File No. 812.113/3777.
The Attorney General to the Secretary of State.
Washington, November 18, 1915.
Sir: I acknowledge receipt of yours of the 4th requesting an opinion with reference to the interpretation to be put on the term “munitions of war” as used in the President’s proclamation of October 19, 1915, prohibiting the exportation of such munitions into Mexico. The request involves a reconsideration of several former expressions of opinion by the Attorney General.
Your first question is—
Can empty cars belonging to the National Railway of Mexico, or to other Mexican railways, brought over from Juarez, be detained at El Paso as munitions of war? These cars, if allowed to return, would afford convenient transportation to the parties in rebellion against the recognized de facto government of Mexico.
From the above I understand that these cars are ordinary railroad cars, owned by private corporations, and are not being claimed or used by armed forces operating against the de facto government of Mexico, but that they might be so used for transportation purposes in case they were allowed to return. They do not appear to be of a type adapted only to military use; or to have been collected in such [Page 784]a way as to indicate that they were intended for military purposes alone, or for military purposes at all; or to be destined to a military depot or organization of the parties in rebellion against the recognized de facto government of Mexico.
I am of the opinion that these cars do not constitute munitions of war, and I therefore answer your first question in the negative. The cases of United States v. Barber, 9 Cranch, 243, and United States v. Sheldon, 2 Wheat., 119, should not be treated as expanding the meaning of the phrase “munitions of war.” In both of these cases the statute under consideration forbade the transportation to Canada of “naval or military stores, arms or munitions of war, or any article of provision” In the first case referred to, the Court certified its opinion that fat cattle were provisions or munitions of war within the true intent and meaning of the Act. In the second case the Court expressed the opinion that the cattle were “articles of provision and munitions of war.” In either case it was sufficient to find that the cattle were articles of provision. Neither decision discusses the general scope of the phrase “munitions of war” and neither can be fairly treated as fixing an interpretation of that phrase.
Your second question is—
Can coal and coke destined for use by any faction in rebellion against the de facto government of Mexico, or for use in the territory of the rebellious faction and which could therefore be easily requisitioned by it, be classed as munitions of war? Such coal would be used to operate trains in the military movements of those in revolt against the de facto government, and the coke would be used to operate American-owned smelters which would probably be damaged beyond repair because of the inexperience of the revolutionary operatives.
The original Joint Resolution of April 22, 1898 (30 Stat. 739), of which the Joint Resolution of March 14, 1912, was an amendment, prohibited the export “of coal or other material used in war from any seaport of the United States”; and in the debates (see 55th Cong., 2d Sess., Vol. 31, pp. 41–46 et seq.) in the Senate, the phrase “other materials used in war” was apparently deemed to by synonymous with “munitions of war.” See the following colloquy in the Senate:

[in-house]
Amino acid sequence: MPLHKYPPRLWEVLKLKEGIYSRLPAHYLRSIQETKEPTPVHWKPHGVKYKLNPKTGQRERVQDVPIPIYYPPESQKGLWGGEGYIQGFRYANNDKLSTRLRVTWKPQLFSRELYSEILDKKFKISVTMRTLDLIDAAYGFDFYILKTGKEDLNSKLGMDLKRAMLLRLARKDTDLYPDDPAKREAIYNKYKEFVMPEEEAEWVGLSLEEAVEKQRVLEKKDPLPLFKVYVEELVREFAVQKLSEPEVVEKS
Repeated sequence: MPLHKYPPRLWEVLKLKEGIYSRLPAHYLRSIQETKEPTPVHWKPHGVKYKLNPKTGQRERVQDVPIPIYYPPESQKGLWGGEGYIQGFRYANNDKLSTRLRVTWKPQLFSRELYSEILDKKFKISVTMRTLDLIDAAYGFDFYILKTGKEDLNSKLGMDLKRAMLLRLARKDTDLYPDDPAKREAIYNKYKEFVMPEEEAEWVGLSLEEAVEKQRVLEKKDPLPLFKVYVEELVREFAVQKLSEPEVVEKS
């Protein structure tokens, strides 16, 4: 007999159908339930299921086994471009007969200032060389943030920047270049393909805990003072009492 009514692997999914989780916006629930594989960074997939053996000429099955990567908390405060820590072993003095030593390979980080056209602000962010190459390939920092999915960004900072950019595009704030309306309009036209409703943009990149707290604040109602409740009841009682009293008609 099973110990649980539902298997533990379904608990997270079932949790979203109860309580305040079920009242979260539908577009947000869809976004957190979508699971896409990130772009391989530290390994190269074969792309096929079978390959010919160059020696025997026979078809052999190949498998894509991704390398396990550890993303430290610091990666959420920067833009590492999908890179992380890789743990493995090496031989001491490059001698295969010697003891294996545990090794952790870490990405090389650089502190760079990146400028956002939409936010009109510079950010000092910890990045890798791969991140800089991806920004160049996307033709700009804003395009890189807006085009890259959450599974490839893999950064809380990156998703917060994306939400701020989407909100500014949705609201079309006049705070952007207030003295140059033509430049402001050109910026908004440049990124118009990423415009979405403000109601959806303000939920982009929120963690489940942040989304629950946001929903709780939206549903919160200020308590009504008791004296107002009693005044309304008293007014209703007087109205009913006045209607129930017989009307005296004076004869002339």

- Mr. Caffery. I inquire of the Senator from Connecticut whether it could not specify the articles the exportation of which shall be prohibited?
- Mr. Hawley. It would be very difficult. There might have been something more of description, but it is impossible to go into the minute description of fulminates and percussion caps and primers and ramrods.
- Mr. Caffery. Suppose we say, “Coal and munitions of war.”
- Mr. Jones of Arkansas. It does practically now.
- Mr. Caffery. Then I should be satisfied with it.
- Mr. Chandler. I suppose it is well known what war material is. It seems to me that discretion may be safely left to the President.
- Mr. Caffery. Does the joint resolution say “war material”?
- Mr. Chandler. Materials used for war.
- Mr. Hawley. For war.
- Mr. Caffery. Then I have nothing more to say.
When the Joint Resolution of 1912 was under consideration in the Senate (see Cong. Rec. 62d Cong., 2d Sess., Vol. 48, pp. 3257–3258), Mr. Root stated: [Page 785]
- Mr. Root. This joint resolution eliminates coal. It does not apply to anything except arms and munitions of war.
- Mr. Shively. It really narrows the joint resolution that is the existing law.
- Mr. Lodge. The existing law is broader than the joint resolution under consideration. The existing law covers coal specifically.
- Mr. Chilton. That is why I asked the question.
- Mr. Root. The existing law is narrowed in every respect but one; and that is, it is applied not only to exportations from seaports, but from inland places.
From the above, it is evident that coal was not intended to be included, and I therefore answer your second question in the negative.
Your third question is whether—
“* * * there is any authority of law that could be invoked to prohibit” the importation of cattle and other live stock from “territory occupied by the revolutionists, the proceeds of which would be used to continue revolutionary activities.”
You state that this ruling is desired to cover confiscated or stolen live stock or stock that is shipped by, or in the interest of, those involved in the continuance of revolutionary conditions in the Republic of Mexico. I know of no present authority of law (other than the quarantine act) under which the importation of this live stock could be forbidden. The real owners could, of course, assert their rights to it in the courts which acquired jurisdiction over the property.